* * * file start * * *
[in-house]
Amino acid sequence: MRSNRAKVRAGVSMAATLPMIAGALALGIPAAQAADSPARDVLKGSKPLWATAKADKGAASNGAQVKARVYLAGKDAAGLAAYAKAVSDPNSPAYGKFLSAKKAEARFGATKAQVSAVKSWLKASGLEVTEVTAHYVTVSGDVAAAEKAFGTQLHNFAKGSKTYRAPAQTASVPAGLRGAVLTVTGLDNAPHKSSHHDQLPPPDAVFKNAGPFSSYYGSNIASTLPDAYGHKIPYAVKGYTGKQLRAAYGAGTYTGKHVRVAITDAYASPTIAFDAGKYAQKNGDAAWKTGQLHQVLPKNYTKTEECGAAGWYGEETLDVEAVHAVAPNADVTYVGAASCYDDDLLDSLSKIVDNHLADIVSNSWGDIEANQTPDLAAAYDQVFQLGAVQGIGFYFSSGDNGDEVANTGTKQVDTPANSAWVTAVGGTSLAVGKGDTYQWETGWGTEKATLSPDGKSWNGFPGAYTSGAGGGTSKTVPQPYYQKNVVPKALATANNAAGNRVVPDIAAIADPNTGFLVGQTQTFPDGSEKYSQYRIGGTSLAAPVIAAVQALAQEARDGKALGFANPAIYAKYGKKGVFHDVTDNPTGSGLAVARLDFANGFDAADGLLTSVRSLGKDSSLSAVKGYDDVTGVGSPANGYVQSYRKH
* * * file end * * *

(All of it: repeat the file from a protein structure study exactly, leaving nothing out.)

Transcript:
[in-house]
Amino acid sequence: MRSNRAKVRAGVSMAATLPMIAGALALGIPAAQAADSPARDVLKGSKPLWATAKADKGAASNGAQVKARVYLAGKDAAGLAAYAKAVSDPNSPAYGKFLSAKKAEARFGATKAQVSAVKSWLKASGLEVTEVTAHYVTVSGDVAAAEKAFGTQLHNFAKGSKTYRAPAQTASVPAGLRGAVLTVTGLDNAPHKSSHHDQLPPPDAVFKNAGPFSSYYGSNIASTLPDAYGHKIPYAVKGYTGKQLRAAYGAGTYTGKHVRVAITDAYASPTIAFDAGKYAQKNGDAAWKTGQLHQVLPKNYTKTEECGAAGWYGEETLDVEAVHAVAPNADVTYVGAASCYDDDLLDSLSKIVDNHLADIVSNSWGDIEANQTPDLAAAYDQVFQLGAVQGIGFYFSSGDNGDEVANTGTKQVDTPANSAWVTAVGGTSLAVGKGDTYQWETGWGTEKATLSPDGKSWNGFPGAYTSGAGGGTSKTVPQPYYQKNVVPKALATANNAAGNRVVPDIAAIADPNTGFLVGQTQTFPDGSEKYSQYRIGGTSLAAPVIAAVQALAQEARDGKALGFANPAIYAKYGKKGVFHDVTDNPTGSGLAVARLDFANGFDAADGLLTSVRSLGKDSSLSAVKGYDDVTGVGSPANGYVQSYRKH